CFPB issues final rule to facilitate mortgage communication

The rule, an update to the 2016 mortgage servicer rule, is aimed at improving communication between mortgage servicers and consumers in bankruptcy. It goes into effect April 19.

The Consumer Financial Protection Bureau issued a final rule to help improve communication between mortgage servicers and some consumers in bankruptcy.

The rule, which goes into effect April 19, clarifies certain technical aspects of the timing for servicers providing periodic statements to consumers entering or exiting bankruptcy.

The Truth in Lending Act requires mortgage servicers to provide periodic statements to borrowers, and the bureau has developed sample forms for servicers to use. The 2016 mortgage servicing rule requires that servicers send modified periodic statements or coupon books to certain consumers in bankruptcy starting April 19, 2018.

The rule also addressed the timing for servicers to transition to providing or ceasing to provide modified periodic statements to consumers entering or exiting bankruptcy.

After issuing the rule, however, the bureau learned that certain technical aspects of the timing of this transition may create unintended challenges and be subject to different legal interpretations. In October 2017, the bureau sought public comment on a proposed rule that would provide greater certainty to help servicers comply.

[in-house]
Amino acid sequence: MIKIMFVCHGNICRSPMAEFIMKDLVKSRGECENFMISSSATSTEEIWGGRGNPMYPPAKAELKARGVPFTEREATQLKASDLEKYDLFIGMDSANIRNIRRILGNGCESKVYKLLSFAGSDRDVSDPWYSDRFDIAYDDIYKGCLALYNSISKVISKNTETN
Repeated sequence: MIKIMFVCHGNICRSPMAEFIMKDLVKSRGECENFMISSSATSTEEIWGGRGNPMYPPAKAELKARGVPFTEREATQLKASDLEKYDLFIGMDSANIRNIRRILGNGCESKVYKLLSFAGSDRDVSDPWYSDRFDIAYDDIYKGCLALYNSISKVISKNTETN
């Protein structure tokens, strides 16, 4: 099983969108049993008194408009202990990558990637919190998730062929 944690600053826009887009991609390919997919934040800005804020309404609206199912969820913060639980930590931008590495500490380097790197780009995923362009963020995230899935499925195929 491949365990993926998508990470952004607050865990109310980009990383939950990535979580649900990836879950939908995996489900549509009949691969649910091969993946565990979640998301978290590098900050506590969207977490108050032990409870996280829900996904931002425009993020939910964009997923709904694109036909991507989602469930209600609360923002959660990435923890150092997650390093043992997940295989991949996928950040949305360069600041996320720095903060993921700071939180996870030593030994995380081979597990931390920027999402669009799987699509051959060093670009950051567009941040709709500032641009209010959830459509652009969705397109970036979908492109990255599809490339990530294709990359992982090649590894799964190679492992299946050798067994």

Specifically, the final rule provides a clear single-statement exemption for servicers to make the transition, superseding the single-billing-cycle exemption included in the 2016 rule.

Under former director Richard Cordray, the bureau prioritized the regulation of mortgage servicers in the wake of the recession. Cordray and the CFPB laid a large portion of the blame for mortgage servicing failures at the foot of outdated or poorly implemented technology.

“Outdated and deficient servicing technology continues to put many consumers at risk. This problem is made worse by a lack of training to use their technology effectively,” Cordray said at the time of the 2016 rule. “Needless errors impose harm to consumers facing delinquency or engaged in loss mitigation processes. These shortcomings can become chronic when servicers do not implement proper system testing and auditing processes.”

Fredrikson & Byron Law